Many city homeowners entitled to tax relief under the state's School Tax Relief (STAR) program have until January 5, 2000, to apply to receive benefits for the 2000-2001 tax year. Sign up information is provided below.
A recent IBO study found that in the last two years, New York City homeowners missed out on $69 million in property tax savings because roughly 40 percent of city homeowners, including owners of coop and condo apartments, who were entitled to STAR tax relief did not participate.
Enacted in 1997, STAR cuts local property taxes statewide and personal income taxes in New York City and uses state funds to reimburse local school districts for the lost local tax revenue. This mechanism shifts a portion of local education tax burdens from individual school districts to the state.
The STAR property tax cut consists of an enhanced exemption for senior citizen homeowners with incomes less than $60,000, and a smaller basic exemption, available to all other homeowners. The enhanced exemption for seniors was fully implemented in 1998-1999, with an expected average benefit of $341 per household in 2000-2001. In contrast, the basic exemption is being phased-in over three years beginning in 1999-2000, with an average benefit of $137 in 2000-2001 growing to $210 when fully implemented.
IBO found that in the program's first year, only 57 percent of New York City seniors eligible for the enhanced exemption applied for and received the tax benefit. In the second year, participation among eligible seniors grew slightly, to 64 percent, but only 50 percent of those households eligible for the newly available basic benefit participated. IBO estimates that 380,700 qualified New York City homeowners missed out on the savings this year. Barring a significant increase in program participation, total savings lost by city homeowners will grow over the next two years as the full value of the basic benefit is phased in.
Elsewhere in the state, STAR participation was much higher. In the first year of the program (the only year with complete statewide data available), participation among eligible seniors averaged 88 percent.
Even if all eligible city homeowners participated, the city would receive a disproportionately low share of STAR benefits. This is because the financing mechanism behind STAR works to redistribute state personal income tax receipts-40 percent of which come from city residents-to school districts with high residential property taxes, such as those in the city's suburbs. The difference in participation rates between the city and the rest of the state compounds this loss to city homeowners.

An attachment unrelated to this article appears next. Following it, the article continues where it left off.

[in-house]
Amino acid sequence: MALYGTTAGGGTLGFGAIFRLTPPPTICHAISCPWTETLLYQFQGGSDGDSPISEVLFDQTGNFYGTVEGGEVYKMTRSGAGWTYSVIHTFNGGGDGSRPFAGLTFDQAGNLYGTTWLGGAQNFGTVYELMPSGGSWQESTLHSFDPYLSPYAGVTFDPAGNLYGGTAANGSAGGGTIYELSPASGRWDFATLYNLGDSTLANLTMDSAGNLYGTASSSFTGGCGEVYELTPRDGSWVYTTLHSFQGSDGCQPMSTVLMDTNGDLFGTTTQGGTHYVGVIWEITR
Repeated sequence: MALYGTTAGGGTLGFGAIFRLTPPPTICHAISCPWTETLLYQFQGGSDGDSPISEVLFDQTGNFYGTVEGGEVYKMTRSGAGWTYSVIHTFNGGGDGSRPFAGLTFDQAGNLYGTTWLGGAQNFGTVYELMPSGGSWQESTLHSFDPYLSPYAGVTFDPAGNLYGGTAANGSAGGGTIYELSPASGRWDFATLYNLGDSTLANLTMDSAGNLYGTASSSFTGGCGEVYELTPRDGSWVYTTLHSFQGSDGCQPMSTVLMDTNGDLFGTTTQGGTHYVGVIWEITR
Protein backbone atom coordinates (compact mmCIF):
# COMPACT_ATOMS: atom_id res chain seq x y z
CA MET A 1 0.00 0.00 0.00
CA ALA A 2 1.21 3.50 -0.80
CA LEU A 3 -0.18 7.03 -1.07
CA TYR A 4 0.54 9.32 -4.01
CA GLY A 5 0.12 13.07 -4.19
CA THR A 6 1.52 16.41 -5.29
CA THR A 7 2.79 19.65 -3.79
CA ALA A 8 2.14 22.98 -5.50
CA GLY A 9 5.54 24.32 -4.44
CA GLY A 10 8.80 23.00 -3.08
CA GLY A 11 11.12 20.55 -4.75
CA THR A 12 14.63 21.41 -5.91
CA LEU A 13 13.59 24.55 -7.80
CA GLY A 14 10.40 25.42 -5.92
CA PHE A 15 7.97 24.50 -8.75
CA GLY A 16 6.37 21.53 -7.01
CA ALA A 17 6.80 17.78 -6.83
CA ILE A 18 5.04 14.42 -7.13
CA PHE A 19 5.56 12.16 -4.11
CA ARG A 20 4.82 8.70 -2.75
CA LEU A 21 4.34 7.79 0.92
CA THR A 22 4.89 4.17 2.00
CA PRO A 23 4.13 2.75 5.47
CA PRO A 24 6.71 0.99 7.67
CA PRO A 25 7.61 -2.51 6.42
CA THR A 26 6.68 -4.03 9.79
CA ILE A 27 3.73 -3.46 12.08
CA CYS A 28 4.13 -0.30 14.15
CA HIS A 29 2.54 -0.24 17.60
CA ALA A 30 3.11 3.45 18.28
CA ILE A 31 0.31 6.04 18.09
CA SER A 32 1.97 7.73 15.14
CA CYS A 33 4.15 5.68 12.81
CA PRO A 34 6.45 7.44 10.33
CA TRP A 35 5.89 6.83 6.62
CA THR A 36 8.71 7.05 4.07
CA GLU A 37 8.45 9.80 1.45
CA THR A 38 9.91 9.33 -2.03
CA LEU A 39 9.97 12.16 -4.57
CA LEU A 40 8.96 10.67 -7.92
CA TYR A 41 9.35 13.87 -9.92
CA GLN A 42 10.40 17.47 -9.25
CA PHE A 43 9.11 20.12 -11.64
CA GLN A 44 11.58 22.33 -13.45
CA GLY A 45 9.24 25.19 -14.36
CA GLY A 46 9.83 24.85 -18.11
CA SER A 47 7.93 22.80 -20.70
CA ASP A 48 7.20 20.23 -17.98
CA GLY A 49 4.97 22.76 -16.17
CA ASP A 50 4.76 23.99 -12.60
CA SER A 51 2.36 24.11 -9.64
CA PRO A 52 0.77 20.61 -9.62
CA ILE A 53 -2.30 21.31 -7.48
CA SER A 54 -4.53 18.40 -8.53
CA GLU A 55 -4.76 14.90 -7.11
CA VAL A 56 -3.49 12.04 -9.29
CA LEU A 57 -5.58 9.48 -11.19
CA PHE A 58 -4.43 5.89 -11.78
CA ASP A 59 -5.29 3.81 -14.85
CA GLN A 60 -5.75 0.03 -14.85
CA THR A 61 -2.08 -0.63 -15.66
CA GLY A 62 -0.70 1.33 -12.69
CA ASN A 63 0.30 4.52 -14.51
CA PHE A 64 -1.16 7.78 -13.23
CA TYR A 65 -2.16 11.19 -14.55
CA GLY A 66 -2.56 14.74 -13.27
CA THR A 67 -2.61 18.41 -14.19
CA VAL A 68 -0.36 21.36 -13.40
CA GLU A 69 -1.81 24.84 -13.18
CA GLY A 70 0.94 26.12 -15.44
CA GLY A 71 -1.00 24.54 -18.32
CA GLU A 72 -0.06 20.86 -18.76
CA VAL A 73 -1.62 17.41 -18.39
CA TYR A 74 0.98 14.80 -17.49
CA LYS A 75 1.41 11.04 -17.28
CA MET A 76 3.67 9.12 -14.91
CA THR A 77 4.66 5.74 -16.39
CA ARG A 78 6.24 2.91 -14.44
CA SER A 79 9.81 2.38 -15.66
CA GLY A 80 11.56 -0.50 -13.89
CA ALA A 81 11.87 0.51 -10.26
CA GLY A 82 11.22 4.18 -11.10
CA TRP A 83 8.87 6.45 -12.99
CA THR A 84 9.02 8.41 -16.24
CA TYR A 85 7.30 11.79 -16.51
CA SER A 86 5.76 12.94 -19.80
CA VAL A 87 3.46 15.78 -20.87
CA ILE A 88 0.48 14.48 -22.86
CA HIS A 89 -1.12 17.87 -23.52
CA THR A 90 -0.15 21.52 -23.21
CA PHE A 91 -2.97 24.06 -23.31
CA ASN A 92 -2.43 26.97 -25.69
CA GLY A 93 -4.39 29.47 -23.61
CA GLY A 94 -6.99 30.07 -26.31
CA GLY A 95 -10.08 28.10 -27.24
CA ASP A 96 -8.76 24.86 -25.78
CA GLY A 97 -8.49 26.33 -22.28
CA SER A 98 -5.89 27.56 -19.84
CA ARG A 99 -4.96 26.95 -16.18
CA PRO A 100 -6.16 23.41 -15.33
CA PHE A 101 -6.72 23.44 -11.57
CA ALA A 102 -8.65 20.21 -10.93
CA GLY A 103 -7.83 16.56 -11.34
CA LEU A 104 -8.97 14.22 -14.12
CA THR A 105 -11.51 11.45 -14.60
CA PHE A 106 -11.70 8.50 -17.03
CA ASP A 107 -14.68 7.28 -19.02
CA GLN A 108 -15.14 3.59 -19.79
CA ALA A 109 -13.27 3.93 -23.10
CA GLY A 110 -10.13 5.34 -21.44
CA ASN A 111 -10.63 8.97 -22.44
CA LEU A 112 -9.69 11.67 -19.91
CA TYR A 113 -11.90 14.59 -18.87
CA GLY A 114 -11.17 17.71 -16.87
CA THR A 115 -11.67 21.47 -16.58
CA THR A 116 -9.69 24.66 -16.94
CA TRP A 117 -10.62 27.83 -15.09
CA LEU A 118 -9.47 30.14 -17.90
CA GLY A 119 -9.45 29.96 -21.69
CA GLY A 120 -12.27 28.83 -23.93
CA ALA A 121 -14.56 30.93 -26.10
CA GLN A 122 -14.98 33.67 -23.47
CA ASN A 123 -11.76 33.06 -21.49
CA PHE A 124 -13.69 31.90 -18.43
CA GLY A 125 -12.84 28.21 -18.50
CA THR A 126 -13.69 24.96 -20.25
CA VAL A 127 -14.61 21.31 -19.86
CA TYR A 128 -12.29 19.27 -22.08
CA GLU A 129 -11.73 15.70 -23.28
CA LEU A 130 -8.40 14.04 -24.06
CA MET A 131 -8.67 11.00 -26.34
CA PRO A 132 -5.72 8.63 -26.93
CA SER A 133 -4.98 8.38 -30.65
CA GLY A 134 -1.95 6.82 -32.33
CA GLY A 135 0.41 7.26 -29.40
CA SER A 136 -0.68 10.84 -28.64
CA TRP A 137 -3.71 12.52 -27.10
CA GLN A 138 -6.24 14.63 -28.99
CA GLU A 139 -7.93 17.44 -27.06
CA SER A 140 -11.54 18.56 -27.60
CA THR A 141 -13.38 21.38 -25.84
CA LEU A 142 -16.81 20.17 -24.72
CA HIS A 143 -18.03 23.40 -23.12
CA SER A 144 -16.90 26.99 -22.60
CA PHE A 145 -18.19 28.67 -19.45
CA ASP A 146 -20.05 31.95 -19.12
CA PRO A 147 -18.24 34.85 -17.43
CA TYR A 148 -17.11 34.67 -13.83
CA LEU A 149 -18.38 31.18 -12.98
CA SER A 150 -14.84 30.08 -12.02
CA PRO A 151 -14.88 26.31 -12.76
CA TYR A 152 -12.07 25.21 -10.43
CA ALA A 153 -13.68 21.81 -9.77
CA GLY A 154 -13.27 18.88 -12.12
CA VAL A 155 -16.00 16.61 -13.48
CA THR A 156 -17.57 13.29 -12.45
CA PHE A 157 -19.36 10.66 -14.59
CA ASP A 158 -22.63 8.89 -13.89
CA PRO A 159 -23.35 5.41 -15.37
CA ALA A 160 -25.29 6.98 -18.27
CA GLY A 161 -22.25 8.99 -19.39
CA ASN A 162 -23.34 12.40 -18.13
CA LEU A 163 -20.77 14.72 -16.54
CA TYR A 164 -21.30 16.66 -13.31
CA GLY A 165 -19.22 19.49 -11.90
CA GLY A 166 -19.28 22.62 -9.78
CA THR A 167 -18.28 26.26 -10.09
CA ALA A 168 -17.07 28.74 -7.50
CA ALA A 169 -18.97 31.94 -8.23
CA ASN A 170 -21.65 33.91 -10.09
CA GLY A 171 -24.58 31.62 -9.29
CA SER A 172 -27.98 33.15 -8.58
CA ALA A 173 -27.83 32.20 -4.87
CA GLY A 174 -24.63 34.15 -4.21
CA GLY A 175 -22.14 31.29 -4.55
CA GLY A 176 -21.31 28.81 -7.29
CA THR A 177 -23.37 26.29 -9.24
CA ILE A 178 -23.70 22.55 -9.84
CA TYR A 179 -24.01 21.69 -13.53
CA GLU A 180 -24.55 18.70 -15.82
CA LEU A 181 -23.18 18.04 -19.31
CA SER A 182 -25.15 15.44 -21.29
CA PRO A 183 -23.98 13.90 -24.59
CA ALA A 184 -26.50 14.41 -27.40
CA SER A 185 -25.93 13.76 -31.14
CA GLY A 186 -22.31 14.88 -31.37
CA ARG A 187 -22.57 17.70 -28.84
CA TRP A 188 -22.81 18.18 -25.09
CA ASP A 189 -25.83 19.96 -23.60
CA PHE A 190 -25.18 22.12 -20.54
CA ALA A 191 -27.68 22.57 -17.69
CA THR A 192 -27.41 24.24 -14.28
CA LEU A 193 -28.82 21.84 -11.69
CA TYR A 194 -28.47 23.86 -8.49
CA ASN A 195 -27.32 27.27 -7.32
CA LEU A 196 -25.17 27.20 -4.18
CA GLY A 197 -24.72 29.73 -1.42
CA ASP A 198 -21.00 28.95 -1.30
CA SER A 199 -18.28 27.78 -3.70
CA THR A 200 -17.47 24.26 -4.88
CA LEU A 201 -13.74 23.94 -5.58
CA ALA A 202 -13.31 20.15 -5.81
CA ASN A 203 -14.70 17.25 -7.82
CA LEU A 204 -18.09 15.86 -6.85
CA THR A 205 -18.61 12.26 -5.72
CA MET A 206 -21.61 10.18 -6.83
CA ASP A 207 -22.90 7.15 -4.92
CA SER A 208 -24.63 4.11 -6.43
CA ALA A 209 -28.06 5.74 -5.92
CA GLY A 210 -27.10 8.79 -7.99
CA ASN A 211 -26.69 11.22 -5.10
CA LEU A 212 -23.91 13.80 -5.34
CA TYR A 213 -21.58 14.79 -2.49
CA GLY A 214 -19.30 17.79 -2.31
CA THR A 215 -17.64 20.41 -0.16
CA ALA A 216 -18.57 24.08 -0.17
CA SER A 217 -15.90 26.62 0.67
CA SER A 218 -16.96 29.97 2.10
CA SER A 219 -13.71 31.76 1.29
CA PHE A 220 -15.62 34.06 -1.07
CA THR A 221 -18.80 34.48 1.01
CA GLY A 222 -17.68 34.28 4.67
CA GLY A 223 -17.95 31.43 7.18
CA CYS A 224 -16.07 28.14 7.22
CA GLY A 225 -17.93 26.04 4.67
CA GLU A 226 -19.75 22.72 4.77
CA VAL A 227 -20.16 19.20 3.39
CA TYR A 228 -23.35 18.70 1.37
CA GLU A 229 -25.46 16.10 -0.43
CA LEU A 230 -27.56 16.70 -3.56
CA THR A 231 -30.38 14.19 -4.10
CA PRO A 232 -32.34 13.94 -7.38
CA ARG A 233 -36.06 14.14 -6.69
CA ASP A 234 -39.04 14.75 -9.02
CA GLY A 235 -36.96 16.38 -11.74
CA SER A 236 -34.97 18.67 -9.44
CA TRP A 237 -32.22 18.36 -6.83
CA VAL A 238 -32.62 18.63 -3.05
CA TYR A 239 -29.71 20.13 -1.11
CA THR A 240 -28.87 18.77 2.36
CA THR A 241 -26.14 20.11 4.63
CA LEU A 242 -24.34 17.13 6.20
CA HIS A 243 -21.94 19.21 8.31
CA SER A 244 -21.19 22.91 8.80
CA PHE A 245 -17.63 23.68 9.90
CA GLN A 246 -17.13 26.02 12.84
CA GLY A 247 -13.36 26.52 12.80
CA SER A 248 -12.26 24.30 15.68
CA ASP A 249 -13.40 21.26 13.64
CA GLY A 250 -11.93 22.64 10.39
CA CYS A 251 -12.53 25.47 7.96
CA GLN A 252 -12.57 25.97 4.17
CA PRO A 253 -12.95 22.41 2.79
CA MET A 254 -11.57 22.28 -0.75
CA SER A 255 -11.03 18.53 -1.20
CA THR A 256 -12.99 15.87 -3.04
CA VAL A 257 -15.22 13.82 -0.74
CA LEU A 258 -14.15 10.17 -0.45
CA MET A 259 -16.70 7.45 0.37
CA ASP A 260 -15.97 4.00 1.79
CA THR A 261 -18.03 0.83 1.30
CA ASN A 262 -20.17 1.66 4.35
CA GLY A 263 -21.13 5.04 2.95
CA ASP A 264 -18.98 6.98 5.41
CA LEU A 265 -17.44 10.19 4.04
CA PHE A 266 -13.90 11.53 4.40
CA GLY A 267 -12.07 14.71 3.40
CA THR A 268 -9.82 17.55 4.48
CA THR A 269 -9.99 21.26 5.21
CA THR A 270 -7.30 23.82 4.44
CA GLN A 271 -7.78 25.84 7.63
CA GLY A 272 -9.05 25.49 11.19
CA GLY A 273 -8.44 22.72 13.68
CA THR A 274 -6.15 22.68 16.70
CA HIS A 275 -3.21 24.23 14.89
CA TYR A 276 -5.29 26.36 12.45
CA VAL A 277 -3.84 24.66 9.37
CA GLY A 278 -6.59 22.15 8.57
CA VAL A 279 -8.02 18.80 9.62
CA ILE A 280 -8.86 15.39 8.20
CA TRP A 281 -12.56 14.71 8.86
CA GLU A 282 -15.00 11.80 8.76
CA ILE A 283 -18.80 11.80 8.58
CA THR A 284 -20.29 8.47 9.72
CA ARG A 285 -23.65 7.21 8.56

Sign up Information:
The STAR exemption is available to owners who use the property as their primary residence. Homeowners not currently receiving the exemption have until January 5th to apply to the city's Department of Finance in order to receive the benefit for the 2000-2001 tax year. (There is no way to apply for missed benefits from prior years.) In order to continue receiving benefits, senior citizens currently receiving the enhanced exemption need to certify that they continue to meet the income qualifications. In October, certification forms were mailed to all seniors currently receiving an enhanced exemption; this form must be returned by January 5th as well. Homeowners currently receiving the basic exemption do not need to file in order to maintain their benefits.
Applications and certifications must be filed using pre-printed forms prepared by the Department of Finance in response to requests from taxpayers. When requesting forms, the taxpayer must know the building address as well as tax block and lot numbers. Forms may be requested through any of the following means:
- call the taxpayer assistance hotline: 718-935-9500
New York City Department of Finance
STAR Exemption Program
50 Lafayette Street, Room B2
New York, NY 10013-4045
- e-mail the department at: Starex@doflan.ci.nyc.ny.us
Additional information and instructions are available at the Department of Finance's STAR web page: http://www.ci.nyc.ny.us/html/dof/html/starex99.html.
IBO has published a number of studies about STAR. The latest, a conference paper, is available in the publications section of our website (Publications). For additional information about STAR in New York City, contact Lisa Melamed (212-442-8618, firstname.lastname@example.org) or George Sweeting (212-442-8642, email@example.com).
IBO is an independent city agency whose mission is to provide non-partisan budgetary, economic and policy analysis for the residents of New York City and their elected officials, and to increase New Yorkers' understanding of and participation in the budget process.